The novel, he claims, has attained an “outrageous proportion” in our reading. And in a fragment from about 1933: “All books should not be read in the same way. Novels, for instance, are there to be devoured.”

But such statements imply a recognition that there is no turning back from the part that novels have come to play in our modern self-understandings and our ways of deciphering other people. There is no way out from the novel, and the indebtedness of “The Storyteller” to Lukács’s Theory of the Novel shows clearly enough that whatever nostalgia Benjamin harbors for the epic and the oral exists within the written. So it is that he praises Arnold Bennett’s The Old Wives’ Tale on the twenty-fifth anniversary of its publication, in 1933:

Of all the gifts [the novel] offers, this is the most certain: the end…. The novel is not important because it portrays the fate of a stranger for us, but because the flame that consumes that stranger’s fate warms us as our own fates cannot. What draws the reader to the novel again and again is its mysterious ability to warm a shivering life with death.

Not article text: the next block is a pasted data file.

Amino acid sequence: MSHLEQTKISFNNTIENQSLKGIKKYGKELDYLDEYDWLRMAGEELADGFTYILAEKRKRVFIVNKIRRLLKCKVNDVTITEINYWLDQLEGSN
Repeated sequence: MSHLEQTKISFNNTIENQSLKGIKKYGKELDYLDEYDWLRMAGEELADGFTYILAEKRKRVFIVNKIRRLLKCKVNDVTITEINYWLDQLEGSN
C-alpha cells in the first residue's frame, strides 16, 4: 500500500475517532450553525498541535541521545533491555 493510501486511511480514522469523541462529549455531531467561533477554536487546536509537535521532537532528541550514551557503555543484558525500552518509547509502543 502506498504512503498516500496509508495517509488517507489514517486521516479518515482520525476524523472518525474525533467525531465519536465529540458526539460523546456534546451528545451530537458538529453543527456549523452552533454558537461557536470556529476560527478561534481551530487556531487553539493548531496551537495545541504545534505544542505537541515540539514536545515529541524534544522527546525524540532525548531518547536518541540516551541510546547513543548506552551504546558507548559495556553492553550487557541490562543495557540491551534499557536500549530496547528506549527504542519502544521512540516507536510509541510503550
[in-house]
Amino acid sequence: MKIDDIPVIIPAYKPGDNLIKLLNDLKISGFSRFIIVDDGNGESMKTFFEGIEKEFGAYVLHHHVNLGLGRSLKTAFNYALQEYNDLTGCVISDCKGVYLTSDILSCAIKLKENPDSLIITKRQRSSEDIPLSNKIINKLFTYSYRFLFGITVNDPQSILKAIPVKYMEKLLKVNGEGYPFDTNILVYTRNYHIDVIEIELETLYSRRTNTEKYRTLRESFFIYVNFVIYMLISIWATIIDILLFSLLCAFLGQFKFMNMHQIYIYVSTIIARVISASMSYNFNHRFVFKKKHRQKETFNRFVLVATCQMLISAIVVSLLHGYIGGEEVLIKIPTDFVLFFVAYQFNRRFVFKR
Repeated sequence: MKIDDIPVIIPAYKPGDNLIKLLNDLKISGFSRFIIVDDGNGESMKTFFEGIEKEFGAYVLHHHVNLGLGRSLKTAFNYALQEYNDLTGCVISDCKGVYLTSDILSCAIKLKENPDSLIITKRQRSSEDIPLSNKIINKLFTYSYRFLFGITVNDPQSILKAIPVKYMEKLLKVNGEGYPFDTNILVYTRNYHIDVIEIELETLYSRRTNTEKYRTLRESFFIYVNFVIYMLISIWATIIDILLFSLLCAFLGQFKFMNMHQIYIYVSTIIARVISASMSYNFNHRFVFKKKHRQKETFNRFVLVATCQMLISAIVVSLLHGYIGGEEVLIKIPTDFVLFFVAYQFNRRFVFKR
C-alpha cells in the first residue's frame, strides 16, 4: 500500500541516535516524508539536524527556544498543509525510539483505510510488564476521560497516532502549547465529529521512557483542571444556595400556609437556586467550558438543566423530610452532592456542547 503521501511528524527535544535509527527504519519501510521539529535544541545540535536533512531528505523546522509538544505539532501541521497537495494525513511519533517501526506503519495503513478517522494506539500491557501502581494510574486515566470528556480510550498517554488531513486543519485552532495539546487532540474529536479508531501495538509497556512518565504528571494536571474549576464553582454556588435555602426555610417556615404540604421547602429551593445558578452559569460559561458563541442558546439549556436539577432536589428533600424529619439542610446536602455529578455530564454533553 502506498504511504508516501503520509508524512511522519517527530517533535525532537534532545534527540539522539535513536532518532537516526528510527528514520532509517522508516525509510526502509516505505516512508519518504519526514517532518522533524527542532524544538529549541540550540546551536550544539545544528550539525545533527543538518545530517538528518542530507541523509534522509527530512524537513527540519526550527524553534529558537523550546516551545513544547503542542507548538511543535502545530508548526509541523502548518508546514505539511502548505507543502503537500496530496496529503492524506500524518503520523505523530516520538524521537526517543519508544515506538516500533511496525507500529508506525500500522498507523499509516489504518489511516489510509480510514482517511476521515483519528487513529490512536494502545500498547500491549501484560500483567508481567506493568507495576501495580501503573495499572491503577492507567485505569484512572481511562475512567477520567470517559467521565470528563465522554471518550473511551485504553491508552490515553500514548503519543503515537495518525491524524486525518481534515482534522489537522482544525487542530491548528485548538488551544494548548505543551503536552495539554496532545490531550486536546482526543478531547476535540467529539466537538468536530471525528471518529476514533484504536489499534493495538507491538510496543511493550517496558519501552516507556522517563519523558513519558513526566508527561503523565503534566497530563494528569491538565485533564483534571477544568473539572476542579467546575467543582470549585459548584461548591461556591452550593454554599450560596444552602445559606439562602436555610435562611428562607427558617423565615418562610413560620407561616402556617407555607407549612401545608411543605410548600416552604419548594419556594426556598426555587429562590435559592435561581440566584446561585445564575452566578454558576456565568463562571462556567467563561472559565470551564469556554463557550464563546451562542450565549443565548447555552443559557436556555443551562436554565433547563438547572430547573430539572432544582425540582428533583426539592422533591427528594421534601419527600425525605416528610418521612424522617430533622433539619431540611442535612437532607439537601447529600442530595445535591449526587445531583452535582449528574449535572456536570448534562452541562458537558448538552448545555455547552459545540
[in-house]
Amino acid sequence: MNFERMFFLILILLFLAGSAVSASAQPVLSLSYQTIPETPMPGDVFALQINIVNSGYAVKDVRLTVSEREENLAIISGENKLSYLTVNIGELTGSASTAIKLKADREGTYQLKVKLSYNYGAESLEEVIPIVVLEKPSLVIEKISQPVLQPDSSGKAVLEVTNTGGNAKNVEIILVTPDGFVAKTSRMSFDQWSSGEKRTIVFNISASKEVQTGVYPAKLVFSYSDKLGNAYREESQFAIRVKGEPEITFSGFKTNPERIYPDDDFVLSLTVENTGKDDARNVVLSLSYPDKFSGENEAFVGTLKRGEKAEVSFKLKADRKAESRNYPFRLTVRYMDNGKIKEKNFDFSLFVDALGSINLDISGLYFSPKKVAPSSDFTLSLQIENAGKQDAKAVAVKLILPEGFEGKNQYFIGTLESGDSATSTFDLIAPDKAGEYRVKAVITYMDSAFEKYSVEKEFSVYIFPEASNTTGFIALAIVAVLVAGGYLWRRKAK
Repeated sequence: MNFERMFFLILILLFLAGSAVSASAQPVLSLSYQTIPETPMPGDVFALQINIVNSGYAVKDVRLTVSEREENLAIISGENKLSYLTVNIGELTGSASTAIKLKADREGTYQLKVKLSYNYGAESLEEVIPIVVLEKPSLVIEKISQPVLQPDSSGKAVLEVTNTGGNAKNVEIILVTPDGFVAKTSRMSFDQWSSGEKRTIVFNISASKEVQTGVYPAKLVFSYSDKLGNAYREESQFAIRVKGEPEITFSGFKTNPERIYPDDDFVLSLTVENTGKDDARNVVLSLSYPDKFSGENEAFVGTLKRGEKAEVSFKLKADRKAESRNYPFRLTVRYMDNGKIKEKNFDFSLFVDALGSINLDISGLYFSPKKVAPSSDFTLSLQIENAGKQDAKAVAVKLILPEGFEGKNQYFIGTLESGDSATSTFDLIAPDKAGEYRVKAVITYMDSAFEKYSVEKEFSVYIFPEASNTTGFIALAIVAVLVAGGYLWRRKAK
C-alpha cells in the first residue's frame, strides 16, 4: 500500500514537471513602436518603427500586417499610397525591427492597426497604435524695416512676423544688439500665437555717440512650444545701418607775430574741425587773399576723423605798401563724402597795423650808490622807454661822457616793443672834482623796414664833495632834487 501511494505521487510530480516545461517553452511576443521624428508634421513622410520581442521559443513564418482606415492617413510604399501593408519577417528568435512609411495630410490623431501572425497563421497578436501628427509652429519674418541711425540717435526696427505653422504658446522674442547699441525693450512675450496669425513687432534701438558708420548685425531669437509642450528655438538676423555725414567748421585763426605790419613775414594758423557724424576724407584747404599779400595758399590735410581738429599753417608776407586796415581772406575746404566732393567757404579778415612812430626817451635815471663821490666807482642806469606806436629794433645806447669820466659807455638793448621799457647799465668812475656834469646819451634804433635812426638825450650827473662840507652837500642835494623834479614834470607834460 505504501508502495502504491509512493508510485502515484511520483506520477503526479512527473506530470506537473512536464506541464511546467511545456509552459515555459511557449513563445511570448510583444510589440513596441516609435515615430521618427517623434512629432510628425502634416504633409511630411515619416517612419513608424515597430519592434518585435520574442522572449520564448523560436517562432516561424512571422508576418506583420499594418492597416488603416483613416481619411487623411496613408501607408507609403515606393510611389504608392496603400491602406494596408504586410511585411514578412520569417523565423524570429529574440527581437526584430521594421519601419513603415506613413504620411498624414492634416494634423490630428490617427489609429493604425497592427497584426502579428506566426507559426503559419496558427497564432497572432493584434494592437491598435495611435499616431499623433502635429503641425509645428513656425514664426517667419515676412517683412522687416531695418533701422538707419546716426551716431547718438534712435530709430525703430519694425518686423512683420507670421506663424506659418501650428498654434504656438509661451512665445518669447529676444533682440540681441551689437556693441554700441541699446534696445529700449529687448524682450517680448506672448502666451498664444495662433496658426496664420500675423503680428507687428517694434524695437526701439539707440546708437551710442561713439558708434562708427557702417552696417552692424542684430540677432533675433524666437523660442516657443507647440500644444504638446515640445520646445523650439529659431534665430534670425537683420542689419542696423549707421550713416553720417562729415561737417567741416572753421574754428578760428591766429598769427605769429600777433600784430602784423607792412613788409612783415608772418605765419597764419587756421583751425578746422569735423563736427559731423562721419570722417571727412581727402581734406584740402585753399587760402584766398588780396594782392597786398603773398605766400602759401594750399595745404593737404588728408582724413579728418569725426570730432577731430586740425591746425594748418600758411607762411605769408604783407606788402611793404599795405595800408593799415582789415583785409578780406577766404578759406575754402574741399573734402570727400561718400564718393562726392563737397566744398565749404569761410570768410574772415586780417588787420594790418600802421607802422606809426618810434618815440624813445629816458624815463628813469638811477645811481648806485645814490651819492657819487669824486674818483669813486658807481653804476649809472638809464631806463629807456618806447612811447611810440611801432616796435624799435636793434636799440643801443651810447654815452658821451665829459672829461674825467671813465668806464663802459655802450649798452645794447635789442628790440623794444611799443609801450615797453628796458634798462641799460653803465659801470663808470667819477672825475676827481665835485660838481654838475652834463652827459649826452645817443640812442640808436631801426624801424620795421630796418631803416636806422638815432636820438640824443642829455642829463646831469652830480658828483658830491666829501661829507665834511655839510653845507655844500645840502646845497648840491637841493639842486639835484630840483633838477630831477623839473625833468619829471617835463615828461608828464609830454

In the forlornness of our modern condition, deprived of “counsel,” it is the novel that brings us warmth through its capacity to make us understand the end.

The threat to both tale and novel is in fact the same: information (which might best be expressed today, says Samuel Titan in his fine introduction, as “data”). Storytelling risks degradation by its promiscuous overuse in public life. “Story” has entered the orbit of political cant (candidates now all have “great stories” in their backgrounds; “I love his story,” said George W. Bush of one of his cabinet appointees) and corporate branding. The media proclaims story everywhere, as if that were the only form of understanding left in our civilization.